What to Do If You Don’t Teach in the School

I do not mean to suggest coaches cannot help their players be better students if they do not work in the school with them. I am suggesting that working in the school makes it easier. For coaches that are not in the school and want to help the student athlete’s improve, here are a couple suggestions.

Reach out to the Athletic Director

Ask the athletic director for the list of teachers for all student-athletes. Your athletic director will probably hate you for inconveniencing them and love you for taking the initiative to help student-athletes in academics. The ladder of these two will hold more water in the long term.

Reach out to all teachers.

As an eighth-grade teacher, I do not get enough emails from coaches, club coordinators, and extracurricular organizations. Seeing what my students do for after school activities provides me with an avenue for starting conversations and building relationships as a teacher. Additionally, if the occasion arises where their behavior or academic standing is slipping, I apply leverage. Often times I never need to reach out to the adult in charge, but the student knows that adult is going to act if I do. That is enough to light a fire for them to change.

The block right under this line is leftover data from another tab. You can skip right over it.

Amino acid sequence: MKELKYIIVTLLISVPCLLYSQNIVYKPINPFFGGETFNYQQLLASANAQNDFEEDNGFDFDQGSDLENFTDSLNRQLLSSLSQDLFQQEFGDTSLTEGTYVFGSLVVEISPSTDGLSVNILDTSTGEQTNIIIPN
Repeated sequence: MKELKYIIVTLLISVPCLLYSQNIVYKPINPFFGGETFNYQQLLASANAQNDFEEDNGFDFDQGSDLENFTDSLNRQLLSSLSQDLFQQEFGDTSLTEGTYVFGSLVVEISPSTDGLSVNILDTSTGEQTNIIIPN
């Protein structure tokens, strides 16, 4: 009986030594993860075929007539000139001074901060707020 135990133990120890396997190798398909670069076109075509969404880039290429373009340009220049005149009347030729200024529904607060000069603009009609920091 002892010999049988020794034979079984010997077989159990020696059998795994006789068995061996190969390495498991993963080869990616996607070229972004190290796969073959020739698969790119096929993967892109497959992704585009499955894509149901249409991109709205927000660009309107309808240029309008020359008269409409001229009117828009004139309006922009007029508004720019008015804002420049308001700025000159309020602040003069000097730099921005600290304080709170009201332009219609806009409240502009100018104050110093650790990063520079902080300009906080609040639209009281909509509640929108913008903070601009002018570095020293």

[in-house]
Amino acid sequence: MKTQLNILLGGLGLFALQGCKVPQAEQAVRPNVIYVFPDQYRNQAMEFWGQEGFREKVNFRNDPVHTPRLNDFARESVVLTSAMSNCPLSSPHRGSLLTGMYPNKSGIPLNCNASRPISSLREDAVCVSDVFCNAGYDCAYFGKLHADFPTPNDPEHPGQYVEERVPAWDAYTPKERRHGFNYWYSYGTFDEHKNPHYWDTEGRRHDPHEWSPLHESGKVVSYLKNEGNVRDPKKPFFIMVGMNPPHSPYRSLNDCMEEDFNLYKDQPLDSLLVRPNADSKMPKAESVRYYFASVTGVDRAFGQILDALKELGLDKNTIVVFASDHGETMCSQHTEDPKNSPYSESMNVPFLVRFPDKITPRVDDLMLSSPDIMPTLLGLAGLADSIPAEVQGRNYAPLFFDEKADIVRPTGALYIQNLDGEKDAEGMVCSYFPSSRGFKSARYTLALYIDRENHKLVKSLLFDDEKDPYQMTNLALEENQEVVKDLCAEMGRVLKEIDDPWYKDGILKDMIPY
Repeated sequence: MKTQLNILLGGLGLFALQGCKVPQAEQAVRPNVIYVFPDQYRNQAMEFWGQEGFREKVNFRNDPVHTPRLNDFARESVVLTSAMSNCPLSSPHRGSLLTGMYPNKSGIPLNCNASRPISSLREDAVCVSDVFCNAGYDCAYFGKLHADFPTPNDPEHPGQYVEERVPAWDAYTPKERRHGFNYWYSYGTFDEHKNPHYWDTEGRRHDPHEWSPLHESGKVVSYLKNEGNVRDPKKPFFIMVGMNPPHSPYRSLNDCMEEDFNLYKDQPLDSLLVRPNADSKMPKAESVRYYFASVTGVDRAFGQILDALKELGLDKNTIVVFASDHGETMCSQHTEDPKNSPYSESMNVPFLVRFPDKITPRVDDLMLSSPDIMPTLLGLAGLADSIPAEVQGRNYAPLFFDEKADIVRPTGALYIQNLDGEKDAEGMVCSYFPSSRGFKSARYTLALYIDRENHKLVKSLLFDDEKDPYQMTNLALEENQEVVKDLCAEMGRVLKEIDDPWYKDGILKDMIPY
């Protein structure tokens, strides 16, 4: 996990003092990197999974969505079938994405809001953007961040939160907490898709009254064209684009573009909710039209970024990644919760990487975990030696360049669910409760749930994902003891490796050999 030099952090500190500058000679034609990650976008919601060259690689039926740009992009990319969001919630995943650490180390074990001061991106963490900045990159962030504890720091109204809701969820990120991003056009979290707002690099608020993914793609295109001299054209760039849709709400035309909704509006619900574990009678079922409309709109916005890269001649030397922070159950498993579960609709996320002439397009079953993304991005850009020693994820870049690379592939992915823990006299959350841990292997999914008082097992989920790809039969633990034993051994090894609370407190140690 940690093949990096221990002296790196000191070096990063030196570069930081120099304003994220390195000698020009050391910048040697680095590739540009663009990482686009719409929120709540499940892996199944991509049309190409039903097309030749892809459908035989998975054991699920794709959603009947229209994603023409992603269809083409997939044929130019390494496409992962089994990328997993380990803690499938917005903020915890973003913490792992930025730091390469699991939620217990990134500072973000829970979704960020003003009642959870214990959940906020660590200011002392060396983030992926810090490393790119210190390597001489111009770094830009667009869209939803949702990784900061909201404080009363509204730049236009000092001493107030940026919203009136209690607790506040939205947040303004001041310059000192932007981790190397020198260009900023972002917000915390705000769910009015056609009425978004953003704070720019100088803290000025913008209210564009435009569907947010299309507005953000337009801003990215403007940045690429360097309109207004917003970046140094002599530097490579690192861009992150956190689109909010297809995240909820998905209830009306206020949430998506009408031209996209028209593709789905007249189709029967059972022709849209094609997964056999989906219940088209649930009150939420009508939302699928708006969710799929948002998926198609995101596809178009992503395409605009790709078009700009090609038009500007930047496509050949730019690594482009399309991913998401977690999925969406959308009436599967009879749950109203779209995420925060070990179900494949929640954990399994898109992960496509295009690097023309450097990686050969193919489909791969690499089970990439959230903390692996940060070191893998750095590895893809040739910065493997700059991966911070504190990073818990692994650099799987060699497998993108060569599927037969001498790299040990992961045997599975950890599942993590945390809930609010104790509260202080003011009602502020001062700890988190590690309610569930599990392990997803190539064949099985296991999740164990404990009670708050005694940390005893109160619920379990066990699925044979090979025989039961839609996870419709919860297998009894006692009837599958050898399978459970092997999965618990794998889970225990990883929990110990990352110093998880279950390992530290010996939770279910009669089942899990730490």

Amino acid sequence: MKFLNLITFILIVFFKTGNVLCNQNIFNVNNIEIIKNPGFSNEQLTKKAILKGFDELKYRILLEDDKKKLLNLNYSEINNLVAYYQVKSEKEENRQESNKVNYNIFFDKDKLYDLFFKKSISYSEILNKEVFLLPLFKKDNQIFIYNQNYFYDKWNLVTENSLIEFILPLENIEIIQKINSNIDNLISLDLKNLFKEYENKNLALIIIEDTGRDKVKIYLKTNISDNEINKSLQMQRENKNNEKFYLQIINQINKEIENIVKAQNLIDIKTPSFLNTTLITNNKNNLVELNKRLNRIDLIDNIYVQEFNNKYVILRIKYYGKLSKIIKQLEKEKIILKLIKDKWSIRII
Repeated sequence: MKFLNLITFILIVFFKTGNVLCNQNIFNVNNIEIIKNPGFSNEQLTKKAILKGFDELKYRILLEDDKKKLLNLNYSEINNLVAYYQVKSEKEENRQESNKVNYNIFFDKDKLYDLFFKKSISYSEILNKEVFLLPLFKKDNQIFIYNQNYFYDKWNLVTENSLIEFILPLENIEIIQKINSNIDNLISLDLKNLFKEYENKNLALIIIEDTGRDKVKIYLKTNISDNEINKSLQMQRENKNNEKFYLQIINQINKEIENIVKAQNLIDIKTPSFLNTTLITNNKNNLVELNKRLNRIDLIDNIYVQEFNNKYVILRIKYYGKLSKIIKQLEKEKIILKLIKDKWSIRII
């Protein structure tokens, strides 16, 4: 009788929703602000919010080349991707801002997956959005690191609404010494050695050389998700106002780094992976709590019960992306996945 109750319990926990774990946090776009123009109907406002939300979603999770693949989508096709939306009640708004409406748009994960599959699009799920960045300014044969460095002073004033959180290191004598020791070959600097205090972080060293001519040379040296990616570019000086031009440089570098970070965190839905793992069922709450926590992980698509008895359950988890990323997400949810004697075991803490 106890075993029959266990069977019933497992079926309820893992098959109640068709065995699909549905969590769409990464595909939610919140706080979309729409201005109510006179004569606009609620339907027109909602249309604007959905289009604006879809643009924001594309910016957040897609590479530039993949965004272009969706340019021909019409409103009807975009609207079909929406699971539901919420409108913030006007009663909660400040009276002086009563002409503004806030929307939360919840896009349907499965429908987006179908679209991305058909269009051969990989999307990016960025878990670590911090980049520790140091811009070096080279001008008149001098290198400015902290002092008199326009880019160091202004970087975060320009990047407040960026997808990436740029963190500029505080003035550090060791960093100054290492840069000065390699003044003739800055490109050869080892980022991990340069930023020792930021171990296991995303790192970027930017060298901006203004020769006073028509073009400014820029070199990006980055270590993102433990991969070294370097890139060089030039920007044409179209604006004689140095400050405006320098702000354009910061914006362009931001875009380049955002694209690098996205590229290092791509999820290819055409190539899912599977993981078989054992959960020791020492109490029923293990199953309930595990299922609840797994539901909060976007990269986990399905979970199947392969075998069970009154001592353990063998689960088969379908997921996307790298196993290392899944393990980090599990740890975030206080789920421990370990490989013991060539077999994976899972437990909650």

Refrain from only asking about grades.

If you preach staying away from results as a basketball program, uphold that principle in how you view grades. Our school makes students fill out a progress report about grades, conduct, and effort. Teachers grade students on a 1 to 4 scale. I am more encouraged losing to an upper tier team by a couple points than beating a weak team by a couple points. Often times students are getting C’s with very little effort. That is more concerning than a player getting a D with high effort.

Bridge qualities of good players and students.

Constantly reinforce the message that academics matter to you. We always tell players that effort in the classroom translates to effort on the court. In the past we’ve had players list goals that relate basketball and academics. And it is not just something we say for public relations purposes. Coach Robinson told me that they will keep a player with high character, effort, and academic records over a player with more talent. Players need to know this too.

Do not rely on families to enforce academics.

Families often have great intentions, but often parents and guardians have greater problems than their child’s academics. It also might be the case that the parent or guardian did not have great success in school. They feel powerless to help their child because they struggled too. You are not overstepping your bounds trying to help your student-athletes get an education.